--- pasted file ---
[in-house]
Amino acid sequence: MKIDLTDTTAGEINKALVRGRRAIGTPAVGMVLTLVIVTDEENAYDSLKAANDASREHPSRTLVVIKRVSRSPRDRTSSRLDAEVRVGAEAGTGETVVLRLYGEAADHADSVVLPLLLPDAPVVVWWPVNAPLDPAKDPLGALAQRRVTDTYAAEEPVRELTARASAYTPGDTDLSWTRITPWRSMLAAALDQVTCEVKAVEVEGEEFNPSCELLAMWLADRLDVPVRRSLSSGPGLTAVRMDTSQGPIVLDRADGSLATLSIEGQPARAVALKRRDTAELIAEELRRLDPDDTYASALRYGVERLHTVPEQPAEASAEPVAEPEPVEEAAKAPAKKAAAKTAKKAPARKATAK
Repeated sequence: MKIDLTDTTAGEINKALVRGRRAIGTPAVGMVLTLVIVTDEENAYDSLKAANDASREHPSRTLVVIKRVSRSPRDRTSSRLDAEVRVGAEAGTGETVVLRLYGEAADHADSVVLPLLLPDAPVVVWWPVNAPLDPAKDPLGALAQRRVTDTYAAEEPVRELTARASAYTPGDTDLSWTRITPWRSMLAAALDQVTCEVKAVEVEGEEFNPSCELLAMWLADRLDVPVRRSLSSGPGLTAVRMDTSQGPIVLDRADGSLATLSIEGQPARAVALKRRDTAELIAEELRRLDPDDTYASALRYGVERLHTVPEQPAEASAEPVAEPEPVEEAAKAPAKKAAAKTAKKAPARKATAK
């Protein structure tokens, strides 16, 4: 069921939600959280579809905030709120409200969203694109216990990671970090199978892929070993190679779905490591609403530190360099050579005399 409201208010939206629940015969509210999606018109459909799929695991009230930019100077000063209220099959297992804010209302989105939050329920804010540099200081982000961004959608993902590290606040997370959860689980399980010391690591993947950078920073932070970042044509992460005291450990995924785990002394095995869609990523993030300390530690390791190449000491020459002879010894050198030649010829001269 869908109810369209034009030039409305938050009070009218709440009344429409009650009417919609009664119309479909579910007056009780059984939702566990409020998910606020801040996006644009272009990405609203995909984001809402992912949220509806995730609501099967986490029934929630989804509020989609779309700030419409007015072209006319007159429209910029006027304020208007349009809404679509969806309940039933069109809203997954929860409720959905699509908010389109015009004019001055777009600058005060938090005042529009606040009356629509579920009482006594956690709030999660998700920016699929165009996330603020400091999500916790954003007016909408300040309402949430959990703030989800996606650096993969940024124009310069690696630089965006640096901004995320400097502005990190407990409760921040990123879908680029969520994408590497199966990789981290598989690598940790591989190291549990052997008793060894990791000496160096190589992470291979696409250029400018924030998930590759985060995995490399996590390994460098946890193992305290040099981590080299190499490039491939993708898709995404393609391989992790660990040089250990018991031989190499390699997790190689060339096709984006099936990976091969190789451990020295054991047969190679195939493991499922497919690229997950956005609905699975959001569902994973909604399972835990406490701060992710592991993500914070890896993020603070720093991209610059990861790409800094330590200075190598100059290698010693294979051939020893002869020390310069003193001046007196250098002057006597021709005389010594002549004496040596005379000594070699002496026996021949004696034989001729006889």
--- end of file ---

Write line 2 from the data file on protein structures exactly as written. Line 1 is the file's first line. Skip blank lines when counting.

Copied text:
Amino acid sequence: MKIDLTDTTAGEINKALVRGRRAIGTPAVGMVLTLVIVTDEENAYDSLKAANDASREHPSRTLVVIKRVSRSPRDRTSSRLDAEVRVGAEAGTGETVVLRLYGEAADHADSVVLPLLLPDAPVVVWWPVNAPLDPAKDPLGALAQRRVTDTYAAEEPVRELTARASAYTPGDTDLSWTRITPWRSMLAAALDQVTCEVKAVEVEGEEFNPSCELLAMWLADRLDVPVRRSLSSGPGLTAVRMDTSQGPIVLDRADGSLATLSIEGQPARAVALKRRDTAELIAEELRRLDPDDTYASALRYGVERLHTVPEQPAEASAEPVAEPEPVEEAAKAPAKKAAAKTAKKAPARKATAK